It has long been the practice of European men of letters to regard American education r a t h e r condescendingly, f o r the training of a student in many a r e a s of a general curriculum prior to his concentration on one particular field which is basic to European instruction, is an infrequent thing in the American system. A g r e a t number of students here at Hope, with its relatively strong science department, and in the U. S. as a whole, specialize early in their college careers. Consequently, a deeper knowledge and understanding of all of the facets of subject m a t t e r and of life itself often escapes the student. To the European, who is the child of a continent rich in history, language, philosophy, and secrets of the a r t of living, such a situation is intolerable. To him, the prime aim of all education is to teach men the t r u t h s of their existence Today Hope High School has no t h a t they may live in more perfect accord with their universe. It is the direct missionary and the adminis- liberal a r t s education, the study of all aspects of academic endeavor tration of the the school has been which seeks to attain such a goal. A system of instruction which fails taken over by Indian Christians. As to fulfill this purpose is viewed as worthless by the European. a result of the re-division of Indian It is fitting t h a t such an attitude should be present, f o r the mind is states, Hope High is located in the the master of the body, and only through education in all fields is the new state of Andrah. The school is intellect able to grow in the wisdom which so profits the being who directed by the Rayalseema Diocese possess it. From the minds of those who have obtained such wisdom of the Church of South India of h a s come that beauty of word, art, music and thought which are man's which the Reformed Church mis- sole claim to immortality on earth. It is true that all men may not sions are a part. The school cur- know the g r e a t inner genius of a Michaelangelo, a Keats, or a deaf riculum is specified by the govern- Beethoven. However, all men may learn to g a t h e r from the work of ment, but Scripture lessons are men such as these the rich breaths of life which are enfolded within offered, with 80% of the non- their depths. The recognition of merit in literature, music, and a r t may Christian student body volunteer- add countless pleasures to the lives of those who, through exposure to ing to receive such instruction. a liberal a r t s education, develop their faculties f o r such appreciation. "Chapel" devotions are compulsory. The f r u i t s of the development of men's minds in education have not been manifested in the more abstract realm of the a r t s alone. Through the centuries, as men have become increasingly learned in their WHITE understanding of themselves and of the world in which they live, a conception of the equality of men has grown. Born of a small spark of CROSS indignation at injustices done to men in early despotic societies, it has burst f o r t h in the h e a r t s of men of the last few centuries as a flaming BARBER desire f o r a g u a r a n t e e of the right to "life, liberty, and the pursuit of SHOP happiness" f o r all. The growth of such ideals would have been impossible had not men gained the interest in and insight into human affairs, which resulted f r o m gaining knowledge in all p a r t s of academic .• ?.* *,* *.* ».• »,* ** #,• #,» #.• #.• #,» #.• »,• ».• #,• • • # • # • « study. A world which denied the rights of the individual would truly be an u n f o r t u n a t e place in which to live. Yet, had men of previous DIAMONDS nations and eras failed to acquaint themselves with all aspects of man's life and problems, democratic ideals would have remained unborn, and WATCHES t h e world of today would be little better than a nesting place f o r animals.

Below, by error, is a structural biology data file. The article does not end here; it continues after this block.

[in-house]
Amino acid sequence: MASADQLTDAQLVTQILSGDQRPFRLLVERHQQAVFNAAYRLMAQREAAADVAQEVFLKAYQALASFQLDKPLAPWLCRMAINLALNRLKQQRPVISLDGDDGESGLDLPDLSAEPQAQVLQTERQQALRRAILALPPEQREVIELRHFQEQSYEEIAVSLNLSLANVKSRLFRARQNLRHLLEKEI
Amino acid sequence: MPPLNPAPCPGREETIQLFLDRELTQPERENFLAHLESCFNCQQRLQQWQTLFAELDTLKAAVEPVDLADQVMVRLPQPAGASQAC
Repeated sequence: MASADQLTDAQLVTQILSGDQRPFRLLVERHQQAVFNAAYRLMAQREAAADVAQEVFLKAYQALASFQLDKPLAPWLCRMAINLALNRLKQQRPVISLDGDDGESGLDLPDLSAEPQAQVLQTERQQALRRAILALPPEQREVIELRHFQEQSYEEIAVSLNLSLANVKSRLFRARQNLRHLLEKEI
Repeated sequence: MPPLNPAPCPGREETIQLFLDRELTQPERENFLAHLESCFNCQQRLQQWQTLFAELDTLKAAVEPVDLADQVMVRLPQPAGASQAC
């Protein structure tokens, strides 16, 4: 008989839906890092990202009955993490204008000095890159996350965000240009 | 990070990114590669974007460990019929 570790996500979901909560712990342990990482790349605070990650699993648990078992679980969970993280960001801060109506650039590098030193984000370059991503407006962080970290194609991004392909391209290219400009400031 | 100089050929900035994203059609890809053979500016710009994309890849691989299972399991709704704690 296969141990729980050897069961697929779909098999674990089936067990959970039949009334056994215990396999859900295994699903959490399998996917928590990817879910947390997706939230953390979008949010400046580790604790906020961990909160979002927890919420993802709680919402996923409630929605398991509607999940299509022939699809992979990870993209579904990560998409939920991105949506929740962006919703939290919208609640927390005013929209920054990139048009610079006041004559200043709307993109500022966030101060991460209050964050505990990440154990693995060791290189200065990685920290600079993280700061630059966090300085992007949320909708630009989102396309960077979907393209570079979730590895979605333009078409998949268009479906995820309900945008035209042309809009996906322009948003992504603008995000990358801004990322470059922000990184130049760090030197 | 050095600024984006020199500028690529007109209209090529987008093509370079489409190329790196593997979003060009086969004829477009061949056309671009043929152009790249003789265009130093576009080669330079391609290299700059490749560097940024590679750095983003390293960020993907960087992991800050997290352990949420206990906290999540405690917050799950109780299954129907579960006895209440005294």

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6-6633 12 West Eighth Street HOLLAND, MICHIGAN